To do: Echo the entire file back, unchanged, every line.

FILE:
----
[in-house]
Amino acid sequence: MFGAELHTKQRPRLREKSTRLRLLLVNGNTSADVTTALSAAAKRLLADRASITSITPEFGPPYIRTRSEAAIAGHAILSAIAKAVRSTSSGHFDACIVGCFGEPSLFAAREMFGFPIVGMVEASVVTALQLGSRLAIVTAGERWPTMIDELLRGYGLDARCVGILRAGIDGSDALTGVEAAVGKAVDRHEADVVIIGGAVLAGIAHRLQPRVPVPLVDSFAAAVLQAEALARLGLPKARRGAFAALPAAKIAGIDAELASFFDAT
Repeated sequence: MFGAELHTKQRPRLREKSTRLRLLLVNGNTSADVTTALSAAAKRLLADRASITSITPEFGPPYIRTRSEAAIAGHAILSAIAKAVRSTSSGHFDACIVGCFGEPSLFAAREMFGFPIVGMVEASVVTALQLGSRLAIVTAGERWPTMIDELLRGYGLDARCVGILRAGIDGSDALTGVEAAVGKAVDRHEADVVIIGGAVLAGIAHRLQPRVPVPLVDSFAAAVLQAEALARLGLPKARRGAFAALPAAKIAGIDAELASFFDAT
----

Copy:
[in-house]
Amino acid sequence: MFGAELHTKQRPRLREKSTRLRLLLVNGNTSADVTTALSAAAKRLLADRASITSITPEFGPPYIRTRSEAAIAGHAILSAIAKAVRSTSSGHFDACIVGCFGEPSLFAAREMFGFPIVGMVEASVVTALQLGSRLAIVTAGERWPTMIDELLRGYGLDARCVGILRAGIDGSDALTGVEAAVGKAVDRHEADVVIIGGAVLAGIAHRLQPRVPVPLVDSFAAAVLQAEALARLGLPKARRGAFAALPAAKIAGIDAELASFFDAT
Repeated sequence: MFGAELHTKQRPRLREKSTRLRLLLVNGNTSADVTTALSAAAKRLLADRASITSITPEFGPPYIRTRSEAAIAGHAILSAIAKAVRSTSSGHFDACIVGCFGEPSLFAAREMFGFPIVGMVEASVVTALQLGSRLAIVTAGERWPTMIDELLRGYGLDARCVGILRAGIDGSDALTGVEAAVGKAVDRHEADVVIIGGAVLAGIAHRLQPRVPVPLVDSFAAAVLQAEALARLGLPKARRGAFAALPAAKIAGIDAELASFFDAT